On Tuesday January 30, pharmaceuticals manufacturer CSL announced it will register the nation's first bird flu vaccine with the Australian medicine regulator, the Therapeutic Goods Administration (TGA), next month.
The development follows successful trials on 18- to 65-year-olds showing the vaccine is safe, effective and well tolerated.
CSL spokesperson Rachel David said they are confident in manufacturing an effective bird flu vaccine.
"We know it will be effective in adults aged up to 65 and we know they'll need two doses of 30 micrograms of antigen.
"With the current strain we're looking at, the Indonesian strain, we should be able to vaccinate the Australian population within six months," she said.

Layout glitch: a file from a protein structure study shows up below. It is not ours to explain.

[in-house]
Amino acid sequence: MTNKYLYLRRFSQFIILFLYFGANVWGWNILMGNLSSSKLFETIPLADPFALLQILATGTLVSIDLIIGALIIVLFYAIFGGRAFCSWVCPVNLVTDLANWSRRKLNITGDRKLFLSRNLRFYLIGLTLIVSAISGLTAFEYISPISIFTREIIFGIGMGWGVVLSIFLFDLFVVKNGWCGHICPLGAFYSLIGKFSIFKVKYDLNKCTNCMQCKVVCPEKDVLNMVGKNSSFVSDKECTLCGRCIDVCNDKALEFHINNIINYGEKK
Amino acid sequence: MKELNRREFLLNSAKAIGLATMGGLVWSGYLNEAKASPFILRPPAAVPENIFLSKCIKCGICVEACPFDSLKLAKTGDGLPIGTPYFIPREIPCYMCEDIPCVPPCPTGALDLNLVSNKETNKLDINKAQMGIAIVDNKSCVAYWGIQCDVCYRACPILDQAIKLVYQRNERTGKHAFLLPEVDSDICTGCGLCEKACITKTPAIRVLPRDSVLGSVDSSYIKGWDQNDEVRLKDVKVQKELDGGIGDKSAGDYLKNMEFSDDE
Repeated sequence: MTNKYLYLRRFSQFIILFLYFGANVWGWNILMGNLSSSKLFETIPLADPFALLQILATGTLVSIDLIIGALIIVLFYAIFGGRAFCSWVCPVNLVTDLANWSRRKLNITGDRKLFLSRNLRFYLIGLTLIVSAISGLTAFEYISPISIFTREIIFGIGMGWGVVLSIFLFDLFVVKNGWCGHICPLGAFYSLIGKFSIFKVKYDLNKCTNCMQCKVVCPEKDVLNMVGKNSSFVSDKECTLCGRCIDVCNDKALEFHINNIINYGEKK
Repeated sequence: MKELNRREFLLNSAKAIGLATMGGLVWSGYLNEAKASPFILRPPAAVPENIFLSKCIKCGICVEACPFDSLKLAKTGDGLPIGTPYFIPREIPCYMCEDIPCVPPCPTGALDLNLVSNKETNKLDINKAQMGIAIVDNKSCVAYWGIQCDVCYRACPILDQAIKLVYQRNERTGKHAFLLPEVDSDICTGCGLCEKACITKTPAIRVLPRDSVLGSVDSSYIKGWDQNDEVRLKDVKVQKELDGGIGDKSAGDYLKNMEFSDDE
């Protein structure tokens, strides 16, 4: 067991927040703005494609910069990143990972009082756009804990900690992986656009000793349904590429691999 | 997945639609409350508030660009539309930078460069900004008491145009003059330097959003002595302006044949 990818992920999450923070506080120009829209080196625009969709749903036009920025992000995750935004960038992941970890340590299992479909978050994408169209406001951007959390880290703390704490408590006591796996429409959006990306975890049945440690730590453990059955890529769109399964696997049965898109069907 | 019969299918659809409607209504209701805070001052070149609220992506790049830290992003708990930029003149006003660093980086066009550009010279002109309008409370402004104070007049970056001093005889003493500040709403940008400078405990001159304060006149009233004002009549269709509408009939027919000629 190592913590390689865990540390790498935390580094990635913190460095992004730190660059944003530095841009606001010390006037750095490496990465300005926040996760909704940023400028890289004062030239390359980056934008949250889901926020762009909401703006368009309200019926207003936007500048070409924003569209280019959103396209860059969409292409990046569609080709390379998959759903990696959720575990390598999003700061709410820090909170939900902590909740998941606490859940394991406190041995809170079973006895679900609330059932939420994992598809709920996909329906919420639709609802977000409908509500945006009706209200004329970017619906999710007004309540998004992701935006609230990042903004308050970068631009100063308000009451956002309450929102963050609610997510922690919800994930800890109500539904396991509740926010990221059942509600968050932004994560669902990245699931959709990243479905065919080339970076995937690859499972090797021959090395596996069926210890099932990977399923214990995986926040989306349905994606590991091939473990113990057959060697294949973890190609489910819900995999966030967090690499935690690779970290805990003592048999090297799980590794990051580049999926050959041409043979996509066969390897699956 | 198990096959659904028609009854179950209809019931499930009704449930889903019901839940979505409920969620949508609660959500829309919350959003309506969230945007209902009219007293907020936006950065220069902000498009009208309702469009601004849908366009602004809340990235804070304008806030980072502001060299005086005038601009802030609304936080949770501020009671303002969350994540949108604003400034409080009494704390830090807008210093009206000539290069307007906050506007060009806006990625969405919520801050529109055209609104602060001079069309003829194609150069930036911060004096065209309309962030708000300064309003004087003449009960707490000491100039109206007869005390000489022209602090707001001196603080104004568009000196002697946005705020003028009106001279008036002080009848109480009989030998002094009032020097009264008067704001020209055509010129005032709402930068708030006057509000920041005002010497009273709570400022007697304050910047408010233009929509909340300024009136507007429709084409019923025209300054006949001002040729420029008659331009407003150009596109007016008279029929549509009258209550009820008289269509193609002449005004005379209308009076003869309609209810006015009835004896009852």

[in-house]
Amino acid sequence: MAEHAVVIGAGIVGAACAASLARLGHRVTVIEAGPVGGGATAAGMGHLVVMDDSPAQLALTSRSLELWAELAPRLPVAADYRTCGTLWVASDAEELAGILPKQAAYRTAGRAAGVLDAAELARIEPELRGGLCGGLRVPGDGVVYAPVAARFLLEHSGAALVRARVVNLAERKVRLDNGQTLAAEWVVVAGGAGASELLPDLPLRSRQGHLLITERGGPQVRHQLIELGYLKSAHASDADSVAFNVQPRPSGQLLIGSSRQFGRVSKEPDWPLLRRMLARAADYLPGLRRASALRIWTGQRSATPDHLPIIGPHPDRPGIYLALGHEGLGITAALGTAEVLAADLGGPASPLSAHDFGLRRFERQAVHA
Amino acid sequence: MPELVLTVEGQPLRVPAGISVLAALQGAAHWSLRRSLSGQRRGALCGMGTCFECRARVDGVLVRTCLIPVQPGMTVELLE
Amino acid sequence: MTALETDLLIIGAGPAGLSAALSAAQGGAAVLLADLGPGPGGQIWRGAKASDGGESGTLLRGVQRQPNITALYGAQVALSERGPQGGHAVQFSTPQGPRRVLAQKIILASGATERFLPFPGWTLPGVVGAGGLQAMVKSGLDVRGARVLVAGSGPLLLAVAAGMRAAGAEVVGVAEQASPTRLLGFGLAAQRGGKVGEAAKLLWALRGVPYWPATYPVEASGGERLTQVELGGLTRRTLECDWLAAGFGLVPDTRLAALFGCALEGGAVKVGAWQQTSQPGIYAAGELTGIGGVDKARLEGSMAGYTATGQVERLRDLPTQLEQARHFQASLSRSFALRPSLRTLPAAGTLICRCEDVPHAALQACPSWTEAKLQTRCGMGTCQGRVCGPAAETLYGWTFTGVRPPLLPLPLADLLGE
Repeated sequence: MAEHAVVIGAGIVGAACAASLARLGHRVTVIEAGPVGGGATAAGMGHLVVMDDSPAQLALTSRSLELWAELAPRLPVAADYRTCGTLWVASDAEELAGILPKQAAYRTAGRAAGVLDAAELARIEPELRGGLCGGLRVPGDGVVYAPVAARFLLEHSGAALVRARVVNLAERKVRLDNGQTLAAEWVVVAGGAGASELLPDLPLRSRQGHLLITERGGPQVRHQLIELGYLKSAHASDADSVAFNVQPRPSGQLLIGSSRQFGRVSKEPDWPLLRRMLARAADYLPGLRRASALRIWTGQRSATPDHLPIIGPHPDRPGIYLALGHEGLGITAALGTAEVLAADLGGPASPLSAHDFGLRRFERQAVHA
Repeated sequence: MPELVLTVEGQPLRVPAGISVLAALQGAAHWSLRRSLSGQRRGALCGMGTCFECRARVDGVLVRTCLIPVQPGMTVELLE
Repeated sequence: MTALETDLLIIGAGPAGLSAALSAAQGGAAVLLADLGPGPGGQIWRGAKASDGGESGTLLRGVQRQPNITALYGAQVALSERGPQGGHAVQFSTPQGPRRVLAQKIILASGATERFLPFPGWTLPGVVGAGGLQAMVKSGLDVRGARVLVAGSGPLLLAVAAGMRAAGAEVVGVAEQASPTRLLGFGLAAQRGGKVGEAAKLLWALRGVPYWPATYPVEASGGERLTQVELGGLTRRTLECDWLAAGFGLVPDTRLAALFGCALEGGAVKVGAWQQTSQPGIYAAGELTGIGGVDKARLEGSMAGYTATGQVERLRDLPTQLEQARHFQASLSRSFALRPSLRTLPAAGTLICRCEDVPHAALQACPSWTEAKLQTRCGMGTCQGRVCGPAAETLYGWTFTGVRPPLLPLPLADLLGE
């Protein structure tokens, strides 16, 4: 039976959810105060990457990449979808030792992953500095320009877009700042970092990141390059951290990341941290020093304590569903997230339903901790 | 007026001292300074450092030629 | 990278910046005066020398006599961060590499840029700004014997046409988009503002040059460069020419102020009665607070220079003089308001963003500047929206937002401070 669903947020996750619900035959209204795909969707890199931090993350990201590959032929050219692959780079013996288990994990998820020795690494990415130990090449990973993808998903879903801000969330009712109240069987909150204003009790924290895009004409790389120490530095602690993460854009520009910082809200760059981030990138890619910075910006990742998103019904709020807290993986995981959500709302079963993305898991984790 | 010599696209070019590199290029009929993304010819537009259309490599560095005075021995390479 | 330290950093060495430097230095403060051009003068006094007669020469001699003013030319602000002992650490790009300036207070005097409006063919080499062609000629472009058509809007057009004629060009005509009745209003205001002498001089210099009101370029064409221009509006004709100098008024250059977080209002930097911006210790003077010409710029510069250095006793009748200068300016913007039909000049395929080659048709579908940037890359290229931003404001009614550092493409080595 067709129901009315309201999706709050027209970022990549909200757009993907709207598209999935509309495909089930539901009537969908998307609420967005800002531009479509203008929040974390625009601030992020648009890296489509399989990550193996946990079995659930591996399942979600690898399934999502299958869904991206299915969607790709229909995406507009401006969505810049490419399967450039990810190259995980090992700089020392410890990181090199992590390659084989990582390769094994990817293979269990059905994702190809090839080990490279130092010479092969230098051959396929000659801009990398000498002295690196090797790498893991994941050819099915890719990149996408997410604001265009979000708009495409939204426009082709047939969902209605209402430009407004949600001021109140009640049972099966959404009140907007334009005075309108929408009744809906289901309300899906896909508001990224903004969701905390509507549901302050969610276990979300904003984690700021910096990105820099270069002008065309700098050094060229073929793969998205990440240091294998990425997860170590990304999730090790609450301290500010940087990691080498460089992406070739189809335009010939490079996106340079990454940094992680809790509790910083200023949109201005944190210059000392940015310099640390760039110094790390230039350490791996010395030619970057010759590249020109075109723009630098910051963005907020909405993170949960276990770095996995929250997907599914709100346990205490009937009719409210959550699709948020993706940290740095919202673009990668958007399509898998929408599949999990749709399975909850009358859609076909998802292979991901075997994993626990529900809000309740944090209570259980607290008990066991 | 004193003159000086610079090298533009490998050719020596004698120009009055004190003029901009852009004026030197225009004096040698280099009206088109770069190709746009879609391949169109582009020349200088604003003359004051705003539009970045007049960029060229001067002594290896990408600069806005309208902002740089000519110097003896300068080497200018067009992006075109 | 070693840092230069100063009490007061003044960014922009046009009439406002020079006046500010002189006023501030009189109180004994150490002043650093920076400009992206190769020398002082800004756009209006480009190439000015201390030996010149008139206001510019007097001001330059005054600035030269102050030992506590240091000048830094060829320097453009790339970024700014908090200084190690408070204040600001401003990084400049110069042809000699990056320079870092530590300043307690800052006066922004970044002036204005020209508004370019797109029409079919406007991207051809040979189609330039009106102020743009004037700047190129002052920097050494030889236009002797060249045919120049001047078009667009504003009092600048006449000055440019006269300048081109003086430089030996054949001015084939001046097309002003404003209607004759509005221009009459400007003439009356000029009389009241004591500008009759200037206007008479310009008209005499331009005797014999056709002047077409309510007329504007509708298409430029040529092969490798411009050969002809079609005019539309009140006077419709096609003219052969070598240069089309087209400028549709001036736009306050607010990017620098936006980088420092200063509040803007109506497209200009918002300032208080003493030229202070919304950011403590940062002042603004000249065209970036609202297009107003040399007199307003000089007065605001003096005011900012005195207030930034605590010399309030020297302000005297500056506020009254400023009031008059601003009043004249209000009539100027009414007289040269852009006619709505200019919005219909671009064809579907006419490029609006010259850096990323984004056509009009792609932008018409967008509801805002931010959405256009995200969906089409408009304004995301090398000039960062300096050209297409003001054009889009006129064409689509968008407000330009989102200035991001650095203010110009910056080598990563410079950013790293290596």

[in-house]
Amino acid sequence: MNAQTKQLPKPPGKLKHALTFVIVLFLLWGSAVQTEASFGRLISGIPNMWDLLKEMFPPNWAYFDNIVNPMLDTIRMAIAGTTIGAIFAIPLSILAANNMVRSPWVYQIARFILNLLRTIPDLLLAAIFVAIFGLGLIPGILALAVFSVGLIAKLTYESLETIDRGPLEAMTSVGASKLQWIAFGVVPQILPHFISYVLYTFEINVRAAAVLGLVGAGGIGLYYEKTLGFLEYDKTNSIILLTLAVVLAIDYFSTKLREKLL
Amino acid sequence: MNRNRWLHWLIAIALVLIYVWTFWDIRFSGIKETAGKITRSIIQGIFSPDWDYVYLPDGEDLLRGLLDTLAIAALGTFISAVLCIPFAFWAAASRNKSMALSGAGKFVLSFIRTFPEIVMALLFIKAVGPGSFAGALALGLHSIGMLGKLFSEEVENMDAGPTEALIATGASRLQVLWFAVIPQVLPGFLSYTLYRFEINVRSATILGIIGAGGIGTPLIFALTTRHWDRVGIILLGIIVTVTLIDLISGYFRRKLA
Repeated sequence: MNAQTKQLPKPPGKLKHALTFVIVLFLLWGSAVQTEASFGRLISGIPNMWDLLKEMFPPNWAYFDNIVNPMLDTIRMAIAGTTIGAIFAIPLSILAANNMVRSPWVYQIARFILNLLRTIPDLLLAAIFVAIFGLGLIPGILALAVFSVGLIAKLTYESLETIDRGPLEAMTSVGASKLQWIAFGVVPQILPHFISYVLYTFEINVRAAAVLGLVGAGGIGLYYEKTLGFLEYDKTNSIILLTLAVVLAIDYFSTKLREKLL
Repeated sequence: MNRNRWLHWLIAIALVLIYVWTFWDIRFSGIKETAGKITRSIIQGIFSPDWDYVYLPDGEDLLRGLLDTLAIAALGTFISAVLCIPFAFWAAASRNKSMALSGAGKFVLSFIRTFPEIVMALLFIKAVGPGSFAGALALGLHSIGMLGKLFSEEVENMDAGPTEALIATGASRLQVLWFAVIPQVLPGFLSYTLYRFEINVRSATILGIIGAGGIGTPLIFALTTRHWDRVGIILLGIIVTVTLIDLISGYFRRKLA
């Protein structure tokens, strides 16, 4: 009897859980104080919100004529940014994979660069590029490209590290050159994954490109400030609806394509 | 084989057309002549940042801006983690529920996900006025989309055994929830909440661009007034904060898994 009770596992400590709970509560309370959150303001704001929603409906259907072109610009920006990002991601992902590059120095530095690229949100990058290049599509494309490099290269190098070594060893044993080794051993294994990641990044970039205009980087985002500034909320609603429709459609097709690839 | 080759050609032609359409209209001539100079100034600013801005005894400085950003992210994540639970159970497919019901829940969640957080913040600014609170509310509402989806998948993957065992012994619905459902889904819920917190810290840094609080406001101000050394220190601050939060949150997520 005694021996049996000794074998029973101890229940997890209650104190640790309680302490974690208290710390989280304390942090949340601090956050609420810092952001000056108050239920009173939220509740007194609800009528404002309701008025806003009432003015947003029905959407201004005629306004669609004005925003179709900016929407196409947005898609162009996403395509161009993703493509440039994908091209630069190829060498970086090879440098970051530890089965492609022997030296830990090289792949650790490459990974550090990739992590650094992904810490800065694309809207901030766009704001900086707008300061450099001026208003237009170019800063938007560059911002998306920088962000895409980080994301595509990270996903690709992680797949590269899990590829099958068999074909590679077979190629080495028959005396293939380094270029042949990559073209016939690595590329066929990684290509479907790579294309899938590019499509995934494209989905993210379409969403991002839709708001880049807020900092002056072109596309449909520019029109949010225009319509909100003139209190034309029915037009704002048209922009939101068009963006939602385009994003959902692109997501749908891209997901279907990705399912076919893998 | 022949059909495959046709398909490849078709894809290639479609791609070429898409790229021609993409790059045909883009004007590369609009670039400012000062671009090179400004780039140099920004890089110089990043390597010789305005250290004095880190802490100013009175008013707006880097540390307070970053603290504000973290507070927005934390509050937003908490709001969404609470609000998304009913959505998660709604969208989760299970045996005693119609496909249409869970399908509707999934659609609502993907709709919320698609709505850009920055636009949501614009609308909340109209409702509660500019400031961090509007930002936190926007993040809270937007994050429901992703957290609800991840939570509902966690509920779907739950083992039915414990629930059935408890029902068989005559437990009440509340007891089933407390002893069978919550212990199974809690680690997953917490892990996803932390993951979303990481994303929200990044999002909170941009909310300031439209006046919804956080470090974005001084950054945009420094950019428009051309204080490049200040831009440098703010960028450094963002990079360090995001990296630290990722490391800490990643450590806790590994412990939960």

CSL's chief scientific officer Dr Andrew Cuthbertson said there is still room to improve the vaccine in maximising its potency and creating a broad spectrum protection against a large variety of bird flu strains.
"The ultimate goal of our research programme is to develop a pandemic vaccine which uses the lowest dose of antigen, which can offer cross-protection against similar but non-identical bird flu strains and which lasts as long as possible," Dr Cuthbertson said.
Canberra has contributed $7.17 million towards the company's vaccine development programme, with two other companies, GlaxoSmithKline and Sanofi-Aventis, also developing pandemic flu vaccines.
At least 132 people have died worldwide since the virus re-emerged in Asia in 2003, but experts fear the deadly H5N1 strain could mutate into a human flu strain, potentially killing millions of people.